The new idea became publicly available in England and Wales on 1 May 2018. It also includes ending civil partnerships. The service can be accessed at gov.uk/apply-for-divorce
Contact or further information
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The President of the High Court's Family Division, Sir James Munby, and the Chief Executive of Her Majesty's Courts and Tribunals Service (HMCTS) Susan Acland-Hood issued this joint statement to Family Judges and Court Staff
Apply for a divorce: Online service goes public
At the beginning of May, we publicly announced that the online divorce application has moved from private to public beta. This means that, while still being tested and improved, the new online divorce application is publicly available to individuals across England and Wales through GOV.UK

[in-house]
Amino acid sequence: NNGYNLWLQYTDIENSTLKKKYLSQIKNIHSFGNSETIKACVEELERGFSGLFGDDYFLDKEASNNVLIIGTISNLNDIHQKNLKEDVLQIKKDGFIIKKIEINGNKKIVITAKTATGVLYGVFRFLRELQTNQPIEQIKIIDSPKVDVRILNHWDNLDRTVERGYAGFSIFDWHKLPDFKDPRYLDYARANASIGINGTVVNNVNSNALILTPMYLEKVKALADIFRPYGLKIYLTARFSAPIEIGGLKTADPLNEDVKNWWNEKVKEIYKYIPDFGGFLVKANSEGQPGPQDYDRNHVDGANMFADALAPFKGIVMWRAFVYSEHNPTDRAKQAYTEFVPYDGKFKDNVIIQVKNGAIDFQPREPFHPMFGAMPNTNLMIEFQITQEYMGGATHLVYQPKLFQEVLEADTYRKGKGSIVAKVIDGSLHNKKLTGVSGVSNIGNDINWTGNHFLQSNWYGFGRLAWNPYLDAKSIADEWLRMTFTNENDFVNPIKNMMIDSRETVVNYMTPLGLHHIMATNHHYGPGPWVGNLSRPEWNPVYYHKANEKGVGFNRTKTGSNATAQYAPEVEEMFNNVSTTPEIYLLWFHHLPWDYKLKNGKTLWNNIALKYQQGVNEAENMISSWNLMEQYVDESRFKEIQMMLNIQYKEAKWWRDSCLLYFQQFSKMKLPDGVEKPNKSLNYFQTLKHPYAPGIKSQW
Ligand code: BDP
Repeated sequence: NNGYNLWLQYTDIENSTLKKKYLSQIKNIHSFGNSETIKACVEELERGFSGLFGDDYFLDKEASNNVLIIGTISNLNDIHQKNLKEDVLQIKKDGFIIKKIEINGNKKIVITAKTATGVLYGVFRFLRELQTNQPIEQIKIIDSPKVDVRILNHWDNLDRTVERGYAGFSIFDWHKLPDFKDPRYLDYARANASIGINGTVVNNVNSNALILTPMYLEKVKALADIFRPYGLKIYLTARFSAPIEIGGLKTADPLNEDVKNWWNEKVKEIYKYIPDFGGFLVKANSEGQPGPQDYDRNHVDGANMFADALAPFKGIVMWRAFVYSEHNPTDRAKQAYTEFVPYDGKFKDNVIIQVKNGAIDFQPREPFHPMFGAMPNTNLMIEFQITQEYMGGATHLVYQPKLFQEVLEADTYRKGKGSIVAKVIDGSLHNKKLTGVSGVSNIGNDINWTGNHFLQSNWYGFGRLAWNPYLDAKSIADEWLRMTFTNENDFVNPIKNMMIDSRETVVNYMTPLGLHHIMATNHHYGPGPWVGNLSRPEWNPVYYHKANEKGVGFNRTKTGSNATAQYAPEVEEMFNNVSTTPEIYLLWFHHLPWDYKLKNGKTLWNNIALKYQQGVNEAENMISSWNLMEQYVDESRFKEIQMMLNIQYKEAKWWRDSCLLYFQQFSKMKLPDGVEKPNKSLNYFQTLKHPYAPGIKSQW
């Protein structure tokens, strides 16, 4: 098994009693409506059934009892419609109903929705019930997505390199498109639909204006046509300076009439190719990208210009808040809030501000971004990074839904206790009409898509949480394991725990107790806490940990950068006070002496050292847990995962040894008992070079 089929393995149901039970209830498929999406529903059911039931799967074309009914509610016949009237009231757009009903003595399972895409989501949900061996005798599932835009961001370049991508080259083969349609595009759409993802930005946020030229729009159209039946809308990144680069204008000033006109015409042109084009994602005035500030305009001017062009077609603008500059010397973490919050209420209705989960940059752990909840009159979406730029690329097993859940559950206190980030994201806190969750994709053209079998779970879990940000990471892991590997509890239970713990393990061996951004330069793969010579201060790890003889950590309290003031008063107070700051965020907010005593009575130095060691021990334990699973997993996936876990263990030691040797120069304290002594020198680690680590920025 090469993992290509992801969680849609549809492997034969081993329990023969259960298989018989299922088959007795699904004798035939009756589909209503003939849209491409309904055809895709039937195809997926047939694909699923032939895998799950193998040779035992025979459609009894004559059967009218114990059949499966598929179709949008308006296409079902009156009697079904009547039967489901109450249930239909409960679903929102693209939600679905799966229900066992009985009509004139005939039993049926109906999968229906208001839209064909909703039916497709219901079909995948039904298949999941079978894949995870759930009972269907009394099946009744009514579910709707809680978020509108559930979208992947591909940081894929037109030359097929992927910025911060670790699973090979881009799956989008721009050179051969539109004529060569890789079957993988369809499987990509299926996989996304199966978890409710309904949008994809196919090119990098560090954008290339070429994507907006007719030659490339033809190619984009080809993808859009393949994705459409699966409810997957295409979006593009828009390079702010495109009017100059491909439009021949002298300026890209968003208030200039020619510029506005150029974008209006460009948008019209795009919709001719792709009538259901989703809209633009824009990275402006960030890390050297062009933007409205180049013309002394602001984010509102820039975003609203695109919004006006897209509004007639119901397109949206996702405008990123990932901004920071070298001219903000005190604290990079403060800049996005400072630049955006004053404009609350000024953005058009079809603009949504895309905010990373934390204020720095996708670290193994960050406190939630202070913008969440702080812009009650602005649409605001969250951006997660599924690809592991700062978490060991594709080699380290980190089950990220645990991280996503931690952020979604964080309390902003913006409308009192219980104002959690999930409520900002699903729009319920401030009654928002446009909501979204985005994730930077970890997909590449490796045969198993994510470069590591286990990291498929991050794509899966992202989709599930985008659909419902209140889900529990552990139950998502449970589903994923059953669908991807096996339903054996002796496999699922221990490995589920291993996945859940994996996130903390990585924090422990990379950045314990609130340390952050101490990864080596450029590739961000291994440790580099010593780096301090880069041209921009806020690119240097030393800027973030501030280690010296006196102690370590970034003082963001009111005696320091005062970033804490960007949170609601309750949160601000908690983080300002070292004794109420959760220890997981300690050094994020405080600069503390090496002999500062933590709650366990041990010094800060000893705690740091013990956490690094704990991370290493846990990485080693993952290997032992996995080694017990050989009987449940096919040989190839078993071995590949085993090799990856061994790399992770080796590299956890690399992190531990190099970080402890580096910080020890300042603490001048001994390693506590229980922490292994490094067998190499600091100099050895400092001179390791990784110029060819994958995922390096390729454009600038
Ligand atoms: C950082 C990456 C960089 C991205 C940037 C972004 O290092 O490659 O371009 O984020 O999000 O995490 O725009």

As part of our £1 billion reform programme to modernise the courts and tribunals service, we have been developing a simplified and intuitive online application process for divorce, which can be used by anyone without legal representation wishing to apply for a divorce across England and Wales, making the process easier to understand for separating couples.
Progress so far
We have been testing the online divorce application with unrepresented individuals over the last year, starting as a small pilot in the East Midlands before expanding to a restricted national pilot. Support and administration has been delivered by specialist HMCTS teams at four sites at Liverpool, Nottingham, Southampton and Stoke. Applicants were invited to fill in the divorce application form online and provide feedback, which enabled us to continuously improve the form and the experience of people using it.
Throughout the last year additional features have been added, most recently in January 2018 when changes were made to allow applicants to upload their documents, pay and submit their divorce application online. This improvement increased digital take-up by 130% compared to the initial version of the online application form. Since January, we have received over 1,100 digital divorce petitions through the new and improved online channel.